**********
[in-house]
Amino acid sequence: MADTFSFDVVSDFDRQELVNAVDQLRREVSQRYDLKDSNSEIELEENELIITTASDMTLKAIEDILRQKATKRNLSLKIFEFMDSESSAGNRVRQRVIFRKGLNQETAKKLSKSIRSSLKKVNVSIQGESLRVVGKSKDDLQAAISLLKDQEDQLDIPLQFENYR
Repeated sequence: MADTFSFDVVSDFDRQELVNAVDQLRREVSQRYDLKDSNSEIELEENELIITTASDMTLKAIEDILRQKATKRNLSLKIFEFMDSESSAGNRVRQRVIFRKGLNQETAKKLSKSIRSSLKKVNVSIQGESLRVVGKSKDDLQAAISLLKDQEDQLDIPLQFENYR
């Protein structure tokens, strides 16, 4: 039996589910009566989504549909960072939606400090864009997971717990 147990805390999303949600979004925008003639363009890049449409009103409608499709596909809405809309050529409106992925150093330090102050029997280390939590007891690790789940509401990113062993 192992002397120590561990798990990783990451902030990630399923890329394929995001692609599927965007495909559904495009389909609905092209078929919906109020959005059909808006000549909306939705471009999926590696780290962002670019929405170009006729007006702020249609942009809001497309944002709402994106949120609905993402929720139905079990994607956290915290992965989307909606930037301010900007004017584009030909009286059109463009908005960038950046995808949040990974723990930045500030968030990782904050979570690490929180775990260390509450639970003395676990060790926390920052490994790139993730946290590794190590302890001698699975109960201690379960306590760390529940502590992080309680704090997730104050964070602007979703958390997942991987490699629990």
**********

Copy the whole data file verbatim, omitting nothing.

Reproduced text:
[in-house]
Amino acid sequence: MADTFSFDVVSDFDRQELVNAVDQLRREVSQRYDLKDSNSEIELEENELIITTASDMTLKAIEDILRQKATKRNLSLKIFEFMDSESSAGNRVRQRVIFRKGLNQETAKKLSKSIRSSLKKVNVSIQGESLRVVGKSKDDLQAAISLLKDQEDQLDIPLQFENYR
Repeated sequence: MADTFSFDVVSDFDRQELVNAVDQLRREVSQRYDLKDSNSEIELEENELIITTASDMTLKAIEDILRQKATKRNLSLKIFEFMDSESSAGNRVRQRVIFRKGLNQETAKKLSKSIRSSLKKVNVSIQGESLRVVGKSKDDLQAAISLLKDQEDQLDIPLQFENYR
């Protein structure tokens, strides 16, 4: 039996589910009566989504549909960072939606400090864009997971717990 147990805390999303949600979004925008003639363009890049449409009103409608499709596909809405809309050529409106992925150093330090102050029997280390939590007891690790789940509401990113062993 192992002397120590561990798990990783990451902030990630399923890329394929995001692609599927965007495909559904495009389909609905092209078929919906109020959005059909808006000549909306939705471009999926590696780290962002670019929405170009006729007006702020249609942009809001497309944002709402994106949120609905993402929720139905079990994607956290915290992965989307909606930037301010900007004017584009030909009286059109463009908005960038950046995808949040990974723990930045500030968030990782904050979570690490929180775990260390509450639970003395676990060790926390920052490994790139993730946290590794190590302890001698699975109960201690379960306590760390529940502590992080309680704090997730104050964070602007979703958390997942991987490699629990």